[#15]
Discussion ForumsJump to Quoted PostQuote History
Quoted:
After reading all that, a Surface Pro 4 with a Suface Dock seems like it would fit the bill. You'll have all the connectivity you're after, and if you can stand the size and weight when using it as a tablet - it's at least a decent candidate to replace your iPad. 

I don't personally own one though, and I can only relay that our executives that use them seem to like them. I also don't work on the Helpdesk or otherwise provide any sort of desktop support, so if they have any quirks, I'm unaware of what they may be. 
View Quote


I am underwhelmed with mine.

Slightly too big and heavy to be a good tablet. Useless as a laptop (on your lap). Okay on a desk. Mediocre battery life unless you try and use the extra grunt it has compared to most other Windows tablets at which point the battery life shrinks rapidly. 4K screen is great until you're running something in a lower resolution because it can't run it in 4K or when you have an app that doesn't have interface scaling. Pen is nice but the magnetic attachment is too weak. Kickstand is clever but not rigid enough (flexes when you touch so touches aren't always registered) so you have to hold it with one hand and touch with the other.
Link Posted: 1/31/2017 7:36:23 PM EDT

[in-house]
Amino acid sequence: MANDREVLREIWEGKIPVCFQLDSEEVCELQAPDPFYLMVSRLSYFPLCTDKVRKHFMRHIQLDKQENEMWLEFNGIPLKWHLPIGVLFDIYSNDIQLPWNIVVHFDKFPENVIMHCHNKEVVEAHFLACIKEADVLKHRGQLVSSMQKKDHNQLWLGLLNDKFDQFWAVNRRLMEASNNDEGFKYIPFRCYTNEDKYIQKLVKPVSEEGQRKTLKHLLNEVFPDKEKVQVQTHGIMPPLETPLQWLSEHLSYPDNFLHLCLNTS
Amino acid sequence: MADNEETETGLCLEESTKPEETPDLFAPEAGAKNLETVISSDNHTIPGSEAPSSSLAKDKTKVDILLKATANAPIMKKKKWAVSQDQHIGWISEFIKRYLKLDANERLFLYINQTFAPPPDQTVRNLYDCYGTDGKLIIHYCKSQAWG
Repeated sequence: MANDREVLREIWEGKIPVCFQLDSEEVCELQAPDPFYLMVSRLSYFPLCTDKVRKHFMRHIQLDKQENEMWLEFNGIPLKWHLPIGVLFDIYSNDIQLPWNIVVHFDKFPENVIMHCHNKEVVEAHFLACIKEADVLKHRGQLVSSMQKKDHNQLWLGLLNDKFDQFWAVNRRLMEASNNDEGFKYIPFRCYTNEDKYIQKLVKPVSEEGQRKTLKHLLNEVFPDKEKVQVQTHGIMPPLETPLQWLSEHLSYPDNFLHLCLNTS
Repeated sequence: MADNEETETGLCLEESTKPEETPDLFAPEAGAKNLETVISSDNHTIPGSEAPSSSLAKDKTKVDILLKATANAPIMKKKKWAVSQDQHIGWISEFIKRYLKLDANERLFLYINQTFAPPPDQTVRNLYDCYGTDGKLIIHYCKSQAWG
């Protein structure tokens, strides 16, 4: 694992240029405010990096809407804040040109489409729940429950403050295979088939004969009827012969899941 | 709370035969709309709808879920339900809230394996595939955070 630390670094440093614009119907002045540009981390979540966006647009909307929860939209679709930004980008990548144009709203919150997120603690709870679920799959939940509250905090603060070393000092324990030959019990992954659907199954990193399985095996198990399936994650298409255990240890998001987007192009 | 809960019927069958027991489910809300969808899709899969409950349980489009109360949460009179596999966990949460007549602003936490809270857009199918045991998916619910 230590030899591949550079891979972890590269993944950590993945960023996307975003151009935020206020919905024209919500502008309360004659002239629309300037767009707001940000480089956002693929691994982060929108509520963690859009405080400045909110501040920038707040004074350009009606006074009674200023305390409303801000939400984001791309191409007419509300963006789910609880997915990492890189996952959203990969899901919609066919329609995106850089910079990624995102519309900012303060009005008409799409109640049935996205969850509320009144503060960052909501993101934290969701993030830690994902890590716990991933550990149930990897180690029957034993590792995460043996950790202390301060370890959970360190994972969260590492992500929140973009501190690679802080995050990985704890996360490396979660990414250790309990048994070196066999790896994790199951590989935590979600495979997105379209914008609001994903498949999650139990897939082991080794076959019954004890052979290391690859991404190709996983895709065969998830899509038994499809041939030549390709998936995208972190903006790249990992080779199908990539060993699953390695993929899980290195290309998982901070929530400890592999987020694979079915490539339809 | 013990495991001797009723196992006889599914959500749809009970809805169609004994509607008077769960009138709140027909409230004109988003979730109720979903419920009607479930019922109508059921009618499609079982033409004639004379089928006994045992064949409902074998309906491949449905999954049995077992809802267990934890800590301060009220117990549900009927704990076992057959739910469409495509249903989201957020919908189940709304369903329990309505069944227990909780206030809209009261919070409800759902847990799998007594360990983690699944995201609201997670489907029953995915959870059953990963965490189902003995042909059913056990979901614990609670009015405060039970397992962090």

[#16]
Quoted:
I'm in software sales, hybryd VP of Sales/player & coach role for about another year then transition to full time VP Sales.    I travel a lot, work in MS Office 2016 non-stop on lots of customized pricing spreadsheets, sales presentations in Powerpoint, tons of emails in Outlook, etc.  I currently use a 5 year old Lenovo Thinkpad T520 with i7 CPU, 8 gb ram, 500 gb hd.   I have a docking station that connects to 2 24" monitors, backup hard drive, full size keyboard and mouse, Cat5e ethernet and I love the simplicity of coming home to home office and dropping it in.   I use a Samsung Galaxy S7 phone and use an Ipad as an intermediate device when on a plane for email, basic web browsing, kindle app for reading books.  It also has a built in Verizon 4g hotspot.

Ideally I'd like to get down to two devices: cell and something else.  I carry a lot of crap in my briefcase/laptop bag and I need to slim it down..I'm thinking of switching to a backpack (probably Tumi, but open...another thread topic).  I need to be able to present at customer/prospect sites via either HDMI or VGA, connect via Wifi or 4G and I'm more of a separate mouse vs. slide pads guy.

I'm fortunate that the company is willing to get me just about anything I want.  We have a mix of low to moderate powered Thinkpads, Mac Book Pro's around our company.  CEO has a Surface Pro 4 and thats the direction I'm leaning, but trying to keep an open mind.  What do you recommend?
View Quote
So dock is at home in home office?
What device do you use at work?